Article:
This is the main advantage of a chattel mortgage, which provides for a more efficient recovery, as repossession of the asset and its sale is far less bureaucratic than the lengthy legal proceedings related to mortgage foreclosure in Brazil.
It should be highlighted that, although Brazilian law requires the “reversible” property of the secured asset to be transferred to a creditor in order to create a chattel mortgage, where the secured asset is a vessel, special treatment is granted by the Admiralty Court to avoid potential adverse effects to shipowners’ rights (and potential liabilities to creditors).
As such, the Admiralty Court has been granting the registration of chattel mortgages considering this guarantee as an encumbrance on the vessel and, thus, not requiring the transfer of the ownership to the creditor.
The key feature of this ‘special treatment’ adopted by the Admiralty Court is that the transfer of the secured vessel is exercised on a ficta and fiducia basis – that is, the creditor will only be entitled to exercise ownership rights over the asset in the event of a default by the debtor.
In this case the creditor will proceed as if it was the registered owner of the vessel and will be entitled to make the formal registration in its own name and, as a consequence, sell the vessel. It is important to note that the chattel mortgage status of vessels is approached by the Admiralty Court in a very flexible way, and is not in contradiction with other applicable laws, i.e. the Civil Code and Marine Property Registry Law.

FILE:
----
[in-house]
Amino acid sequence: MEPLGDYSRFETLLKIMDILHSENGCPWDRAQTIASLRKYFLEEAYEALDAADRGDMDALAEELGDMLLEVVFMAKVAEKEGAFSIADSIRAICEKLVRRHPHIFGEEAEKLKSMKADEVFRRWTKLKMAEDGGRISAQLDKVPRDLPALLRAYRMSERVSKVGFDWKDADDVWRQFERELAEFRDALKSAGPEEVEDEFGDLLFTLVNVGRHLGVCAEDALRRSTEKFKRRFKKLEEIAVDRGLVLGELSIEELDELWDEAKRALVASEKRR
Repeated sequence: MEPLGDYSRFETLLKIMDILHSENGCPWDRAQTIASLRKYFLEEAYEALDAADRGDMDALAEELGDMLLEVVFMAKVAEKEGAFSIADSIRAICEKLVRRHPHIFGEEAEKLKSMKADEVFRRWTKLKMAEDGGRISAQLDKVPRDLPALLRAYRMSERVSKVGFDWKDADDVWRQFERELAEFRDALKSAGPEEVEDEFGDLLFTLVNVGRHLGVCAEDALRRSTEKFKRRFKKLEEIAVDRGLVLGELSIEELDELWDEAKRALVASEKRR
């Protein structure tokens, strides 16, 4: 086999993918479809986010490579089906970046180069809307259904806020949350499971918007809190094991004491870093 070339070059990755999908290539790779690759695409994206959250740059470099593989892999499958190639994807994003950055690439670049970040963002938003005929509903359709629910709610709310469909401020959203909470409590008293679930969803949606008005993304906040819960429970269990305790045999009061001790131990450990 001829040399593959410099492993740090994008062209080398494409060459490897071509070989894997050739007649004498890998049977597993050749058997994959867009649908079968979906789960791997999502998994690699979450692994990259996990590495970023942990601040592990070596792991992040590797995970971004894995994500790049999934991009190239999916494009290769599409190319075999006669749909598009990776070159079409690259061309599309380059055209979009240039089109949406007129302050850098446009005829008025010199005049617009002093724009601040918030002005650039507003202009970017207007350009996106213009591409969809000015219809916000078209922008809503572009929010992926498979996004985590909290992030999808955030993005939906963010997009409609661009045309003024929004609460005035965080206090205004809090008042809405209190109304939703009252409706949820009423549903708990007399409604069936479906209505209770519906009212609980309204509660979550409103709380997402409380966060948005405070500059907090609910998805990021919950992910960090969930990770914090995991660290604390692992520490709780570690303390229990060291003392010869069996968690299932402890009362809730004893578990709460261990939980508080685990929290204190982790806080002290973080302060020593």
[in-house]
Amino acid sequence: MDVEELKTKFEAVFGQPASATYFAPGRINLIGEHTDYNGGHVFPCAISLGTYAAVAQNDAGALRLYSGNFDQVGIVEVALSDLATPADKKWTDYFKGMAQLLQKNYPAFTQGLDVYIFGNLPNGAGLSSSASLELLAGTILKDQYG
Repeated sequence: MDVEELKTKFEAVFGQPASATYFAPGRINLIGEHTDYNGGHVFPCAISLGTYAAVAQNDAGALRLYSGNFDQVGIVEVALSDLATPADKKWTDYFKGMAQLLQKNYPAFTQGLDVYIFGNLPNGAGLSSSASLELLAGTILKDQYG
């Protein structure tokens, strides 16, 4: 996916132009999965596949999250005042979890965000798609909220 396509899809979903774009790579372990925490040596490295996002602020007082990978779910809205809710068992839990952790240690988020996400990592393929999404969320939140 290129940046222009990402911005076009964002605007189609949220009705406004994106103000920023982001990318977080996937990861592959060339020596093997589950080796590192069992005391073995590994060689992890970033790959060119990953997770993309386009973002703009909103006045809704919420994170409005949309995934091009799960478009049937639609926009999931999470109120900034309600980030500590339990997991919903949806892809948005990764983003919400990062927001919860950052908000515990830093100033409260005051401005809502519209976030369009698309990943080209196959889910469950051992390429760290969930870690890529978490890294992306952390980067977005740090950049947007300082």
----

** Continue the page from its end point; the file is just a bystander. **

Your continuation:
Chattel mortgage v mortgage
The main difference between a security created under a mortgage and a chattel mortgage is that in the latter, the debtor effectively transfers its property rights over a certain asset to the creditor, whereas in a mortgage, the title and possession of the secured asset remains with the debtor.
Other relevant differences are:
• Under a chattel mortgage no other liens may be placed on the asset, except for those imposed by law (crewmembers’ remuneration, expenses from voyages etc.), whereas under a mortgage other liens and different ranking liens may be placed on the mortgaged asset.
• Under a chattel mortgage, the guarantee will be easily enforced in case of default, as the creditor will be able to sell the asset extra-judicially, whereas mortgages can only be enforced through legal proceedings.
• Under a chattel mortgage, in case of bankruptcy of the debtor, the secured asset leaves the estate of the debtor and becomes the property of the creditor, i.e. the asset will not be subject to the bankruptcy proceedings. Under the mortgage, the creditor will only get paid after preferred creditors in a bankruptcy process.
In practice, both guarantees usually enable BNDES and other agents of the FMM to offer better finance rates and conditions to companies establishing Brazilian shipping companies and Brazilian shipyards that are aiming to enter the booming Brazilian offshore market.
Flávia Pires is an associate at Vieira Rezende, an associated law firm of Wikborg Rein, in Rio de Janeiro. She has advised a range of international and domestic offshore service companies in their operations in Brazil